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Category Archives: Korea Blog

Korea Blog: Pengsoo, the Genderless, Shameless Giant-Penguin Antihero Winning Korean Hearts and Minds

If you watched even a few clips of televised celebrations from countries around the world this past New Year’s Eve, you almost certainly saw South Korea’s. Each year at the stroke of midnight, a group of notables together commence the traditional ringing of Bosingak, the large bell in downtown Seoul used to announce the opening […]

Korea Blog: The Bitter Korean Neorealism of Yu Hyun-Mok’s “Aimless Bullet”

South Korean films, as even casual foreign viewers come to believe, are meant to critique South Korean society. To the extent that this precept holds true, the country’s most acclaimed films bring its society in for the severest treatment: take Lee Chang-dong’s Burning (버닝), to name a recent example, or Bong Joon-ho’s Parasite (기생충), to name a more recent […]

Korea Blog: Notes on the Camp of the Pyongyang Pub, Where Seoulites Eat and Drink Like It’s North of the 38th Parallel

North Koreans aren’t especially hard to come by in Seoul. Here and there around the city I’ve had the chance to attend a few talks given by defectors from the other side of the border, the most recent of which happened as part of the Seoul Biennale of Architecture and Urbanism. That day’s North Korean […]

Korea Blog: An American in Taiwan — with a Korean Tour Group

South Koreans couldn’t go freely abroad until 1989, at which point the repressed desire to do to so turned into potent fuel for a still-blazing travel industry. This industry has a media side, producer of books and television shows in a quantity and variety surprising to even the most travel-minded foreigners. It also has a […]

Korea Blog: Learning Korean with Duolingo, the Mercilessly Addictive Language App

Over the past few weeks I’ve plunged into addiction: an addiction to Duolingo, the language-learning app that has claimed more than a few formerly normal lives since it launched for the public seven years ago. Or perhaps the word “normal” is excessive, given that the population most susceptible to Duolingo addiction distinguishes itself precisely by a […]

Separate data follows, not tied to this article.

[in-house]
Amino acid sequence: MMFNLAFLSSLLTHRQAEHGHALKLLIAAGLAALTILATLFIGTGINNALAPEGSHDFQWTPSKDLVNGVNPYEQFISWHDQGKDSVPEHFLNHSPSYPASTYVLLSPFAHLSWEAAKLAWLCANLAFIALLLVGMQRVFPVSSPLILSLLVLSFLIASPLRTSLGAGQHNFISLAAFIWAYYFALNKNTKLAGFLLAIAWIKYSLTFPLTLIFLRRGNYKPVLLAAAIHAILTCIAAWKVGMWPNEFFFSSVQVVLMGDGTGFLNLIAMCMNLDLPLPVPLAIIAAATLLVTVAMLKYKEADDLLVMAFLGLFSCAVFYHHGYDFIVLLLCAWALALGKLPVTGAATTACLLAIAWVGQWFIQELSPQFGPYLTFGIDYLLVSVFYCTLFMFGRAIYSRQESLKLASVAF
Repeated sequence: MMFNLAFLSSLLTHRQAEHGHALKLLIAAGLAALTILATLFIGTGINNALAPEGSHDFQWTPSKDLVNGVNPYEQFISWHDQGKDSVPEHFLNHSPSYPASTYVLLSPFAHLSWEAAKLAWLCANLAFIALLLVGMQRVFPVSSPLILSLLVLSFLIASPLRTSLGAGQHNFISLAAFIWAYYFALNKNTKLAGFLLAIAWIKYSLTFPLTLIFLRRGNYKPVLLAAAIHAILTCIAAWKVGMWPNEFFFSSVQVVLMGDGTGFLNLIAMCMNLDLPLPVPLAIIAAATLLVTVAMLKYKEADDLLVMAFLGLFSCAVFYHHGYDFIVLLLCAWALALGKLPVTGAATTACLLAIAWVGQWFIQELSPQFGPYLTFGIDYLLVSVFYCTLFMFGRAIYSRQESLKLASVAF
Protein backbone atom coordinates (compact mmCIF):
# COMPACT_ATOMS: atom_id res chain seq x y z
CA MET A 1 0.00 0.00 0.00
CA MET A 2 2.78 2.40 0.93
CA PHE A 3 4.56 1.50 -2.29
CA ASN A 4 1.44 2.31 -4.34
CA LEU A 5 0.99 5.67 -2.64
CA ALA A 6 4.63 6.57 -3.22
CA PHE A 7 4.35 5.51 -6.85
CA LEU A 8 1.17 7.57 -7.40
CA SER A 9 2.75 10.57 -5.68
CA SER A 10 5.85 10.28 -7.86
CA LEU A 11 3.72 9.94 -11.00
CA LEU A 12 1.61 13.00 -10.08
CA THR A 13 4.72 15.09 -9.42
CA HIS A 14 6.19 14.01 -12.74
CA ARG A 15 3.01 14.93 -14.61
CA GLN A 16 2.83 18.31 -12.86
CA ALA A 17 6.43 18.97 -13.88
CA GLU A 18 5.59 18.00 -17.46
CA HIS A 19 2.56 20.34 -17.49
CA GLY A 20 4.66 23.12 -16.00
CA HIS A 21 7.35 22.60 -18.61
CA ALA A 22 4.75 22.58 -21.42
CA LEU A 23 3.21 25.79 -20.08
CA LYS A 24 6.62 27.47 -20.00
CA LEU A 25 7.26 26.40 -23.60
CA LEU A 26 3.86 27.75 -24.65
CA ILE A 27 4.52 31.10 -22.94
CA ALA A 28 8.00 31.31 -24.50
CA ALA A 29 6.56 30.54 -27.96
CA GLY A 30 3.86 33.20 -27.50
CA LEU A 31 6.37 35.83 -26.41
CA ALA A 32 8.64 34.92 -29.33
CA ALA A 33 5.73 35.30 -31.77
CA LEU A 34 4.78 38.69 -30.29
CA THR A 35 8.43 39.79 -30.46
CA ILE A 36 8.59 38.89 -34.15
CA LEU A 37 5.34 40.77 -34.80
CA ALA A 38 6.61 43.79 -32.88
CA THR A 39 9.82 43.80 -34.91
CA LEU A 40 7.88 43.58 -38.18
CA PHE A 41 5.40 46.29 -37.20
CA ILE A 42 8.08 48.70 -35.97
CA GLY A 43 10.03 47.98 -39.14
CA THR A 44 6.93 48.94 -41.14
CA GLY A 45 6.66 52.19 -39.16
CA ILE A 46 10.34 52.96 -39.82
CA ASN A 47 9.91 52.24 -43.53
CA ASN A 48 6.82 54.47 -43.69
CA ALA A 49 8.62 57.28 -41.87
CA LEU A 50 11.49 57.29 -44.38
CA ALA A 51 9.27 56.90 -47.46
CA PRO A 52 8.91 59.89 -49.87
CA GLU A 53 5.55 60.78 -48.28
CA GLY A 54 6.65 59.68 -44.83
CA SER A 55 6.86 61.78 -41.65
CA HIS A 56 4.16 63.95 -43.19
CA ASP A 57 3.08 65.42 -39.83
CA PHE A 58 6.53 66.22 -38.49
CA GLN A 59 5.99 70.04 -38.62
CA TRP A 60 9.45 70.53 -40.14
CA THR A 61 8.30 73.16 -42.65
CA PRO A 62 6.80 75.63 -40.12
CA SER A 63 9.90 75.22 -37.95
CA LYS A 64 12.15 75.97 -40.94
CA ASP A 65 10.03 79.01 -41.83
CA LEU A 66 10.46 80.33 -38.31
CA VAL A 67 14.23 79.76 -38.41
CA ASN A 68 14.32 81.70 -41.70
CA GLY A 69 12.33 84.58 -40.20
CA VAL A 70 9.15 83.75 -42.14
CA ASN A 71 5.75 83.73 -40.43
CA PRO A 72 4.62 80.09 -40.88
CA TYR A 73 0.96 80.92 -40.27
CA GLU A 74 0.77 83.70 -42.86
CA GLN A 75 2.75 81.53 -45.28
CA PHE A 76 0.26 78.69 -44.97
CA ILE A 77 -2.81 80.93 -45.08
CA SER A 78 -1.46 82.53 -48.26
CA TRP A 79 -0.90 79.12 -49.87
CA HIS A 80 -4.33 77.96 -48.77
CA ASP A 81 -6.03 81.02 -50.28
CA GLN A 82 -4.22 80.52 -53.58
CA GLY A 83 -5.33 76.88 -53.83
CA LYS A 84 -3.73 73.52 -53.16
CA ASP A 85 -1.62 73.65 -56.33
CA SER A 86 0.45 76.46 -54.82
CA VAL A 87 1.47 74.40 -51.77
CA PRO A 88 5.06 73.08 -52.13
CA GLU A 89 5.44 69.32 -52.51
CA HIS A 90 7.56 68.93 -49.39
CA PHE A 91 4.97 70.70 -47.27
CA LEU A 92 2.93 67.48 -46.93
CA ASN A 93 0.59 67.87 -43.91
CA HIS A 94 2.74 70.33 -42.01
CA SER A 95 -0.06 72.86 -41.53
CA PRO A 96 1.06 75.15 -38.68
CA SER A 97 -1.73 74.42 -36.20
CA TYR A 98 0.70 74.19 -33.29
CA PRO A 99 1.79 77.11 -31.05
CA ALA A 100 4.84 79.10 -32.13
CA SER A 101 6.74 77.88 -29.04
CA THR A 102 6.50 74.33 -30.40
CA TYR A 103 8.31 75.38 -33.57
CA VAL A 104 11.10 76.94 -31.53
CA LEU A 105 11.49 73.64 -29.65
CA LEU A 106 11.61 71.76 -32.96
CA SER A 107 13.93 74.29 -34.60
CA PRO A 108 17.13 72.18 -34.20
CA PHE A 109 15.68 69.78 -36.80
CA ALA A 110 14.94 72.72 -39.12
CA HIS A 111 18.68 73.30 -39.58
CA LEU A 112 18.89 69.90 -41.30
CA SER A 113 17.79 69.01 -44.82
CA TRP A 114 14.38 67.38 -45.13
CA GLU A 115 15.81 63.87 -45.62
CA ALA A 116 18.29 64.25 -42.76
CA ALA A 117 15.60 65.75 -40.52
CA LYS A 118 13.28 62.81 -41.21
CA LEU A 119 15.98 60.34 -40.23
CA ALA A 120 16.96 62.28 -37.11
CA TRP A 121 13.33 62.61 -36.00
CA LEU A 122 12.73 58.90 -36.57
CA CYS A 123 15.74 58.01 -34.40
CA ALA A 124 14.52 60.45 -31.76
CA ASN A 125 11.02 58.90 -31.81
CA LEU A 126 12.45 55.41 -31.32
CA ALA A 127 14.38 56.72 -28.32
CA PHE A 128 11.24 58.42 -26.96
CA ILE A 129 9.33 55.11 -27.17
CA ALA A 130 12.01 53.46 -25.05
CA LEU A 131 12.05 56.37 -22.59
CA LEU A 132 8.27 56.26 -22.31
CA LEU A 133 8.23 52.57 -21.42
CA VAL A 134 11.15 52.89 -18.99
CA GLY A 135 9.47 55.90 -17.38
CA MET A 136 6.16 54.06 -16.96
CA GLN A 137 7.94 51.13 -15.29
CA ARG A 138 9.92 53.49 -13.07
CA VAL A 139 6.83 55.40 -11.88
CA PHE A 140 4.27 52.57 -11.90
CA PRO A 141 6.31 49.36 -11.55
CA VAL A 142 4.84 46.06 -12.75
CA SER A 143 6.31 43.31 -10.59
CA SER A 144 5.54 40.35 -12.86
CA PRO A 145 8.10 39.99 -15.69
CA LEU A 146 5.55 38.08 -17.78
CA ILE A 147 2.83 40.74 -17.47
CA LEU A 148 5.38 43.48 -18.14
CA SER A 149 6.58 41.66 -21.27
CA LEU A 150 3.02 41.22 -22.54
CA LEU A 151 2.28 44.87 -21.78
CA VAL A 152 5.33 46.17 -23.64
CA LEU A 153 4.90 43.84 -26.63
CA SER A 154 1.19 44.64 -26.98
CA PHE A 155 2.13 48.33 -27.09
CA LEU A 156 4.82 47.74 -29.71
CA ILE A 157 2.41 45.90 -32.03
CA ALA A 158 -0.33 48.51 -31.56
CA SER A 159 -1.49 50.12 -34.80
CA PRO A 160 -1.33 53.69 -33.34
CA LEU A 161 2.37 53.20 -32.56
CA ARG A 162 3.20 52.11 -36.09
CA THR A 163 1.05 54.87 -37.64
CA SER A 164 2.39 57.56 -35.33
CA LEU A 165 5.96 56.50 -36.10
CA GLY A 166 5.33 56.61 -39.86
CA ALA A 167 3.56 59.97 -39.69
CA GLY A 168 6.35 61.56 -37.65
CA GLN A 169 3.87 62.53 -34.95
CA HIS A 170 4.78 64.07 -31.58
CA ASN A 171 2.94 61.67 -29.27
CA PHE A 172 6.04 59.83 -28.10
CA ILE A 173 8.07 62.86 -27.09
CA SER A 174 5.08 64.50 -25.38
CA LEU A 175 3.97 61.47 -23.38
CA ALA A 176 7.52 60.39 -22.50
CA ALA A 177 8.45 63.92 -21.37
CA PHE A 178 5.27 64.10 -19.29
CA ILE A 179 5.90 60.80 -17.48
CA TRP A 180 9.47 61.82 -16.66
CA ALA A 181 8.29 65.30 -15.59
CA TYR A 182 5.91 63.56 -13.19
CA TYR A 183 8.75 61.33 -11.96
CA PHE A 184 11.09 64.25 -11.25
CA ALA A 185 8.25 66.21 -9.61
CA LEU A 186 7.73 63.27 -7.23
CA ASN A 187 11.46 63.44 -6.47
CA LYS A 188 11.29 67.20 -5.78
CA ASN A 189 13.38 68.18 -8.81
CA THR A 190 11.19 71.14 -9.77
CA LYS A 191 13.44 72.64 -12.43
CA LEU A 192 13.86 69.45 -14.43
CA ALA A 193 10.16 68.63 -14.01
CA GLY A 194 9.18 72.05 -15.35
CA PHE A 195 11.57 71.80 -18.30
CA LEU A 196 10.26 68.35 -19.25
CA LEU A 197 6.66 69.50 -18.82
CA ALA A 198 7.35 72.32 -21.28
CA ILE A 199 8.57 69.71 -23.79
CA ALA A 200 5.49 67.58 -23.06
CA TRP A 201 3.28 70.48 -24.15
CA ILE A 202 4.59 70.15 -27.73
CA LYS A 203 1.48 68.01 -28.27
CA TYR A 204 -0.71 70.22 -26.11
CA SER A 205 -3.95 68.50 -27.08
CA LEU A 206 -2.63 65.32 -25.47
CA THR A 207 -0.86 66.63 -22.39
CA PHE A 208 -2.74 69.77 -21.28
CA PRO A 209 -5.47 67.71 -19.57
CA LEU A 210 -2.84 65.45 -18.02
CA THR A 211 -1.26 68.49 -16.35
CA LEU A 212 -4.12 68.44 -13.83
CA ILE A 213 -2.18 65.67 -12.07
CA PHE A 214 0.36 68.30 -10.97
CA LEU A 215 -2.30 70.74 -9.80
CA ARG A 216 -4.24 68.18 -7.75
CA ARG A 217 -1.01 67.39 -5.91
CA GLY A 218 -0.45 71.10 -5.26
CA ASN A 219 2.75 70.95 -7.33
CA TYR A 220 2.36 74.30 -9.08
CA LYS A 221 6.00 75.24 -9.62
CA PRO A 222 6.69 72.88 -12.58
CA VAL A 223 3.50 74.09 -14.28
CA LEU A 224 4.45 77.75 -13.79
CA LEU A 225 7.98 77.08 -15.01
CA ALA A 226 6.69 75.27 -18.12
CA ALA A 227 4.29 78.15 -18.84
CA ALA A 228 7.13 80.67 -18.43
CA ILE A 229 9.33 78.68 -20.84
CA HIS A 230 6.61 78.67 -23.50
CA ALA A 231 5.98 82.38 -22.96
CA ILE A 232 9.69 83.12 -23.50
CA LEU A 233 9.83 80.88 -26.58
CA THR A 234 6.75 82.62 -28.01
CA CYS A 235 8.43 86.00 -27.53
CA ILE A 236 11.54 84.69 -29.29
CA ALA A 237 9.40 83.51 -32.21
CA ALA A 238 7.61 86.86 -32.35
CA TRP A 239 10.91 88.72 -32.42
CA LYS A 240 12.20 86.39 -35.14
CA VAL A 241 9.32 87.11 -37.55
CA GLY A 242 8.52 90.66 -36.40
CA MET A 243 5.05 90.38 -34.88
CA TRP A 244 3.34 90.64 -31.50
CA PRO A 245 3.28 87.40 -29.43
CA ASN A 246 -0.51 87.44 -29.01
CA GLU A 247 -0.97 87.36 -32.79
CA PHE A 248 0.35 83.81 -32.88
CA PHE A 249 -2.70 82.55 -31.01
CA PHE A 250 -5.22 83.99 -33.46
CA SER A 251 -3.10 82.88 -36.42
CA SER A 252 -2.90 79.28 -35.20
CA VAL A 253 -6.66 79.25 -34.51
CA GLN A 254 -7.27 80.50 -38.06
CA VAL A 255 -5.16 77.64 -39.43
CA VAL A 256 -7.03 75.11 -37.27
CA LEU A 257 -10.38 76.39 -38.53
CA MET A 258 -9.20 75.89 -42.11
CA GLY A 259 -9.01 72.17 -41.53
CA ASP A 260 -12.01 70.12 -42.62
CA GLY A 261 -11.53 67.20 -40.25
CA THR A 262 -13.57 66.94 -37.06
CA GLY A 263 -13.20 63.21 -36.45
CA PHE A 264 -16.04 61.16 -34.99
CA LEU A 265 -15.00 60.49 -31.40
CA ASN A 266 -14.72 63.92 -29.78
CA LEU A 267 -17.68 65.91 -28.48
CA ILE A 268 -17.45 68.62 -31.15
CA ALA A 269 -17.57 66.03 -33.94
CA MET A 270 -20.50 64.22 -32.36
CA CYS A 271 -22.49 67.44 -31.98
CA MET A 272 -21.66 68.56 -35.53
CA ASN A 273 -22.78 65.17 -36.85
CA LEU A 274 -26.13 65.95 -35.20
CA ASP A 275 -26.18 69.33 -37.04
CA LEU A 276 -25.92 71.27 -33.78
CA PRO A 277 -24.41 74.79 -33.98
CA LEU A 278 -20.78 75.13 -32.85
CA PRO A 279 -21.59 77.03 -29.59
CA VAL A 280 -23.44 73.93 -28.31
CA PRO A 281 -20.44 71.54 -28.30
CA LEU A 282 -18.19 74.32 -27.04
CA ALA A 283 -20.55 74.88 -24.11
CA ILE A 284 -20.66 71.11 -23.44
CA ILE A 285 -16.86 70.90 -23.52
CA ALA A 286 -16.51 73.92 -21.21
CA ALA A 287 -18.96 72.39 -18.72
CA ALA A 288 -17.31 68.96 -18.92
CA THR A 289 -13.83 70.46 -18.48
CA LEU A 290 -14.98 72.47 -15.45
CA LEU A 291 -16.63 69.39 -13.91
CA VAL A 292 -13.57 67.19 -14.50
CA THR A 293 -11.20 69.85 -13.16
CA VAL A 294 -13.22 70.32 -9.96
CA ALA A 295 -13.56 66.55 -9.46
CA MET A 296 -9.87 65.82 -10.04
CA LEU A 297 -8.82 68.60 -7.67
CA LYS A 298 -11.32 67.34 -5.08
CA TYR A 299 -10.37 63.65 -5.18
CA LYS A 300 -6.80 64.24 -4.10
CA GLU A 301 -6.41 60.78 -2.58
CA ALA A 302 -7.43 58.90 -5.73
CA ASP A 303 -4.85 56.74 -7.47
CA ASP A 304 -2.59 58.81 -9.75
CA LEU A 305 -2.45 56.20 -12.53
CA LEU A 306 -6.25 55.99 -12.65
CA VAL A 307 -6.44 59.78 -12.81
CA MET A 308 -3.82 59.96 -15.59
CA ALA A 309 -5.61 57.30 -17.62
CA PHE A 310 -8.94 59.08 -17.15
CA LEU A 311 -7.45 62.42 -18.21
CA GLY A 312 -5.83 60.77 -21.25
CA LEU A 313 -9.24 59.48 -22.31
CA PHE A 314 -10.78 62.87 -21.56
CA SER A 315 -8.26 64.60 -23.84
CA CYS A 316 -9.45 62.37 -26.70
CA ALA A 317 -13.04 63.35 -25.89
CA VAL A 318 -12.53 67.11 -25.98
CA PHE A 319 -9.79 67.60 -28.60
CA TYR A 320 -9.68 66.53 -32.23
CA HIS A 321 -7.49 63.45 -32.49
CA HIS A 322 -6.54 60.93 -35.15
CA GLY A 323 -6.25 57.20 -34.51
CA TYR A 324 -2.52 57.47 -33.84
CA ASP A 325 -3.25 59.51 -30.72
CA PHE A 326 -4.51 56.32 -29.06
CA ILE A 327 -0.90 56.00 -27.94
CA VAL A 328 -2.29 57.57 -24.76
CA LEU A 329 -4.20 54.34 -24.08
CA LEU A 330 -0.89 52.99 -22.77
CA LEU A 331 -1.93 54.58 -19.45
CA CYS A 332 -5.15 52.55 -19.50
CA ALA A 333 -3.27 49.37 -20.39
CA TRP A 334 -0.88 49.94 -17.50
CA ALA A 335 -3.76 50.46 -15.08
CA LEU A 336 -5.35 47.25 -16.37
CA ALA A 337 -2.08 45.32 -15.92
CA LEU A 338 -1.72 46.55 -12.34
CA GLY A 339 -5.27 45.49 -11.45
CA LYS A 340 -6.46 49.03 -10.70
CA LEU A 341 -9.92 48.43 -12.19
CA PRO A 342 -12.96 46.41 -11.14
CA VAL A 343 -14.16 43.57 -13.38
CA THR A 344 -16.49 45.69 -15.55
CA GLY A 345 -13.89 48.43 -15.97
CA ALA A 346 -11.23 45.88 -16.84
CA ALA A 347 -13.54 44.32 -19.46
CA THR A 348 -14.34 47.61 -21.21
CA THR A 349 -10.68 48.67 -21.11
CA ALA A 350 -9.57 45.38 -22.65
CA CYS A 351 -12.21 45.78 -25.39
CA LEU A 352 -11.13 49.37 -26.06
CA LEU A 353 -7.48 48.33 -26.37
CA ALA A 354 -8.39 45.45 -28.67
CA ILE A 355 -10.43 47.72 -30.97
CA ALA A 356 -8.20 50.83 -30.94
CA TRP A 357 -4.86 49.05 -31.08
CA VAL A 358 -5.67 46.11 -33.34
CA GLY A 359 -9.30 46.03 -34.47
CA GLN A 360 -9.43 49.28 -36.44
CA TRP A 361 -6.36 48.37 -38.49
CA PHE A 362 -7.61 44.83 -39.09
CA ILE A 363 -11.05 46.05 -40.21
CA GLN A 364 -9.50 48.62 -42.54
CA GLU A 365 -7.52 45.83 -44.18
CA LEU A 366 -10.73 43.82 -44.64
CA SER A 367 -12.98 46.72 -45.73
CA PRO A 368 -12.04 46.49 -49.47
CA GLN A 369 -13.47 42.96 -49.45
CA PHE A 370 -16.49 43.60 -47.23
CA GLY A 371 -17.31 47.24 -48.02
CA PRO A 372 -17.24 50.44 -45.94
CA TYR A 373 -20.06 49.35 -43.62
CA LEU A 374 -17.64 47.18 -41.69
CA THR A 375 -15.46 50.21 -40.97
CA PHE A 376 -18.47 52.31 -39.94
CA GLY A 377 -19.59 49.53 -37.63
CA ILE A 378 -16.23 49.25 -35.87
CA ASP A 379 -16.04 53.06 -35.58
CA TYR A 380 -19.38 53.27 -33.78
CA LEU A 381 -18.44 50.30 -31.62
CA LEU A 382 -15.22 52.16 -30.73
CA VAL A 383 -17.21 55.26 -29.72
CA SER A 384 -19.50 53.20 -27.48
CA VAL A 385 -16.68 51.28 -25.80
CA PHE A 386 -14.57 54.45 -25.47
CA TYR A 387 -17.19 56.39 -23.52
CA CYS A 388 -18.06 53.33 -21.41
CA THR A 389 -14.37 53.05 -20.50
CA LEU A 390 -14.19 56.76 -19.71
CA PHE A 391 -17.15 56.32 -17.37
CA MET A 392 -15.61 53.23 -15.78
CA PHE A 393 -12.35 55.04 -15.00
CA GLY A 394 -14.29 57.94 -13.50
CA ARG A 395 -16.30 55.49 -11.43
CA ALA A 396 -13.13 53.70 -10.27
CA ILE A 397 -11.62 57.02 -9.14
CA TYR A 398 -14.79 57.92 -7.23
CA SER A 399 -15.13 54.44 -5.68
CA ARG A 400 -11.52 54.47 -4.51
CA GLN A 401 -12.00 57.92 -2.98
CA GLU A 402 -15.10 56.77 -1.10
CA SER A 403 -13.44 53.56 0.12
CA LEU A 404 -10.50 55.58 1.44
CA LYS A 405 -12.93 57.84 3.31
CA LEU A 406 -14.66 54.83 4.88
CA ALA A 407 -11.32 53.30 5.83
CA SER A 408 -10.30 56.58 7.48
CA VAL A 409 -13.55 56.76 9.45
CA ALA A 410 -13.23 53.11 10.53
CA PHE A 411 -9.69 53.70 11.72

Korea Blog: Old Man Gobau, the Unflappable Comic-Strip Star Who Witnessed South Korean History

Start asking Korean high-school students what career they want, and — assuming they’re giving the honest answers rather than the prestige answers — it won’t be long before someone says they want to be a comic artist. Or rather, they’ll probably say “webtoon” artist, that being the term of art for the form of comics […]

Korea Blog: When Expats Podcast (or, the Pleasures and Sorrows of Teaching English)

Before I moved to Korea, I prepared for the experience in part with podcasts, both Korean shows to further familiarize myself with the language and English-language ones made by Westerners already in Korea. But that was half a decade ago now, and all the Korea expatriate podcasts I’d enjoyed — Seoul Syndrome, Chance and Dan Do Korea, […]

Korea Blog: Our Language Battle, Korea’s Surprisingly Addictive Game Show of Vocabulary, Expressions, and Proper Spacing

If you want to understand a society, watch its game shows. The principle behind that advice has come to light with the advent of such entertainment sources as the Game Show Network, on which Americans can catch clear, sometimes too-clear views of the foreign societies that are Americas of decades past. You don’t stay tuned […]

Korea Blog: The Making of a Korean Monster in Kim Sagwa’s Bloody High-School Novel “Mina”

I often wonder why Korean kids almost never kill their parents. Not, of course, that I think Korean kids should kill their parents, but given all the stories one hears of the psychologically debilitating pressures faced by the youth in this country, and then how much of the time the agents of that pressure are […]

Korea Blog: High School Student, New Bride, Working Girl: The Social Uniforms Project Gazes Straight at Modern Korean Femininity

I’ve got a trip to America planned next month, and even though I’ve only lived in Korea for three years, I now know more or less where to expect the moments of reverse culture shock. They begin with the uniforms, the contrast in which makes itself felt right away at the airport where I land. […]